You can also register with the Missouri Department of Labor simultaneously if you will have employees.
5. Ready to hire employees?
If you are hiring employees you will definitely need to file for a federal employer identification number or EIN for tax filing and reporting purposes. (Some banking institutions also require an EIN when applying for funding.) You will also need to register with the Missouri Division of Employment Security for unemployment tax purposes. For a deep dive on what to do if you are employing people, read the State of Missouri Employer’s Tax Guide.
You may also need to carry coverage for Workers Compensation Insurance. Check to see if you are required to carry coverage at Missouri Division of Workers Compensation.
6. Check for city/county licenses and permits.
The state may require additional licenses or business registration paperwork to be completed. It is also important to check with your local city clerk office where you intend to do business to determine licensing requirements.
Some professions, occupations or activities require special licenses or certifications. Research industry licenses to find out if your industry has any special requirements. The Missouri SBTDCs also offer a guide to licenses and permits that includes where to find out information on Occupational Licenses. Finally, check with the Missouri Division of Professional Registration.
The Missouri Department of Agriculture maintains information about licenses and permits specific to agriculture.
Tap these organizations to get help with registrations, licenses and permits
These Resource Partners can help you figure out what you need to do to set up your business legally in your town or city. Head over to The Resource Navigator to further filter your search by business industry, zip code/city/distance and/or specific need.
The Appleton City Clerk also works with licensing and permits in Appleton City, MO.
Court Clerk is responsible for maintaining all court records and payments.
Chaifetz Center for Entrepreneurship at the Richard A. Chaifetz School of Business, Saint Louis University
• Building inspections
• Historic preservation
• Neighborhood services
• Development services
• Regulated industries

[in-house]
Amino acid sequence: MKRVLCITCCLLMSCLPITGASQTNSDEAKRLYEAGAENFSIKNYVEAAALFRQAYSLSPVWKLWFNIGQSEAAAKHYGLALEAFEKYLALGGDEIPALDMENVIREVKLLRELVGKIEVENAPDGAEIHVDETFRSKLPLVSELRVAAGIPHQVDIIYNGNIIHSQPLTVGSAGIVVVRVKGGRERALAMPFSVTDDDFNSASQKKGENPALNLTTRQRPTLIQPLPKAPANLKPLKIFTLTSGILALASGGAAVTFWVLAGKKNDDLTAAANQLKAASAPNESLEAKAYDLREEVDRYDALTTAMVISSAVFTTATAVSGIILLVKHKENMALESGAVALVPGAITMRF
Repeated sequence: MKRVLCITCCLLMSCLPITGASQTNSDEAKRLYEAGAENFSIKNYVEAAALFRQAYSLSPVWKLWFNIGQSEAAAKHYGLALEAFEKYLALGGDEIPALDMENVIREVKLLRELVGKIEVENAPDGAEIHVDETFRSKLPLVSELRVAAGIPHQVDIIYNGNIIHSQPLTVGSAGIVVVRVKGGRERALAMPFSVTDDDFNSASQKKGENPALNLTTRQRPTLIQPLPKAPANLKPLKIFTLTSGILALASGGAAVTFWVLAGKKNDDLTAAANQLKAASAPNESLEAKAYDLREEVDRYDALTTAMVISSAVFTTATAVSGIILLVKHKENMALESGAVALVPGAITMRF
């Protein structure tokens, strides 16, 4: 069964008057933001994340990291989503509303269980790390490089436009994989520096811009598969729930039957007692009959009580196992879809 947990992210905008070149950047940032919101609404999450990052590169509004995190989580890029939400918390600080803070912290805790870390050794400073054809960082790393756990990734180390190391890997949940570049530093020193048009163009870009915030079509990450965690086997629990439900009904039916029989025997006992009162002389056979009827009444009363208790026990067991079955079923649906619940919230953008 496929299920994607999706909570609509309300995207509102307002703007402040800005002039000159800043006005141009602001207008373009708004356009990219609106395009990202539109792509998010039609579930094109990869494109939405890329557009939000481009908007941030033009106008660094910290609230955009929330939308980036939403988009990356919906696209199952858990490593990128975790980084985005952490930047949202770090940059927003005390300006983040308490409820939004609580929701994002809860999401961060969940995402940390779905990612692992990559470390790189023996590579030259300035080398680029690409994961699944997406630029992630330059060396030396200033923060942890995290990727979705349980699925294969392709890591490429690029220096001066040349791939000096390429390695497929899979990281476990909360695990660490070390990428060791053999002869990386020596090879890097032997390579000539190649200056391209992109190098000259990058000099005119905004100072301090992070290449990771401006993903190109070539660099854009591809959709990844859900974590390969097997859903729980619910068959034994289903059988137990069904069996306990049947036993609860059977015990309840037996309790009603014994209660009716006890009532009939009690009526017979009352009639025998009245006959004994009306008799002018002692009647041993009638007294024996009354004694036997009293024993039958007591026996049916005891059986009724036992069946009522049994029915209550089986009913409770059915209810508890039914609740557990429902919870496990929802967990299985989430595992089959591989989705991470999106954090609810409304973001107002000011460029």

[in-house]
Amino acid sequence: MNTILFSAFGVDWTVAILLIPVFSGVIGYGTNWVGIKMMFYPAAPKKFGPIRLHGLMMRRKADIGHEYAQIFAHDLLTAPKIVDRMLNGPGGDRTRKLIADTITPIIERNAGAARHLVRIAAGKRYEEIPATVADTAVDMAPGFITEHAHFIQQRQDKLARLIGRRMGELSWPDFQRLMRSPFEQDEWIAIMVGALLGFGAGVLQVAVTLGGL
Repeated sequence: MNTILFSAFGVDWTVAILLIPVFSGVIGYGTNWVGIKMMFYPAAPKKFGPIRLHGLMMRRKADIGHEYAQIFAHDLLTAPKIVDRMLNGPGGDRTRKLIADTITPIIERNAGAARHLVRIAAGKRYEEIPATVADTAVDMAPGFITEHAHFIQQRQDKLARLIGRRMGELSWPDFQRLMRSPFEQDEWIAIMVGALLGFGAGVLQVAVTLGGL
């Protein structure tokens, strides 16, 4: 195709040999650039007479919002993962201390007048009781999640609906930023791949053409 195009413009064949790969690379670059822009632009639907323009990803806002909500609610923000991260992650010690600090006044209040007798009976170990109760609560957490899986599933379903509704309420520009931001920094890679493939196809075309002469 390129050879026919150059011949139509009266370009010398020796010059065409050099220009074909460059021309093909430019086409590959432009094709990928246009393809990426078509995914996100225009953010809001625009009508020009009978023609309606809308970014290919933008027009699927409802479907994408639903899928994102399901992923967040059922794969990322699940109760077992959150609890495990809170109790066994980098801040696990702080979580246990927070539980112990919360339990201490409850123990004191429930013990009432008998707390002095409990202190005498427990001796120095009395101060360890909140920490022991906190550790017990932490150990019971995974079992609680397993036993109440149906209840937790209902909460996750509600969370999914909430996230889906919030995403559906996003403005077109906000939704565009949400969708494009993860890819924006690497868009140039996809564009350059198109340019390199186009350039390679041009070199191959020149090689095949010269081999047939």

Most importantly, the city works with citizen groups, the city council, the planning commission, the zoning board of adjustment and city administration to ensure quality development throughout the city of Independence.
Almost 200 member companies and organizations work together to promote a positive environment to nurture businesses, improve the community, boost tourism, and support families.
The District is bounded by three colleges and encompasses 50 square blocks, more than 300 individual properties, over 5000 residences, and over 600 businesses, non-profits and government entities.
Downtown Marceline is non-government and a 501c3 non profit organization made up of concerned citizens volunteering their time to the revitalization of historic downtown Marceline.
In addition, the EDC administers the city's TIF program, LCRA and Enhanced Enterprise/Zone Works program.
The facility offers several distinct business specialties, including a shared commercial kitchen space, bio-safety Level 1 labs, and a business and tech area offering dedicated workspaces, temporary workspaces, offices, conference rooms, office suites and production labs.
HNB strives to restore urban neighborhoods with new and additional business activity, job growth, and business role models.
The conference provides an ideal opportunity for entrepreneurs to raise capital and all attendees to make new connections.
Joplin Area Chamber of Commerce staff supports and promotes JCC.
Our mission is demonstrated by our services, which include credit building and financial education, homeownership preparation and retention, and micro-enterprise lending and training.
2) Extend and promote the present trade and commerce to foster, develop and support the industry of the region.
A leadership program for community leaders interested in the regional growth of Northwest Missouri through high-quality training and networking opportunities. Participants are selected from the nineteen counties of Andrew, Atchison, Buchanan, Caldwell, Carroll, Clay, Clinton, Daviess, DeKalb, Gentry, Grundy, Harrison, Holt, Linn, Livingston, Mercer, Nodaway, Sullivan and Worth. Classes start in January of each year and meet monthly through June in different locations throughout the region.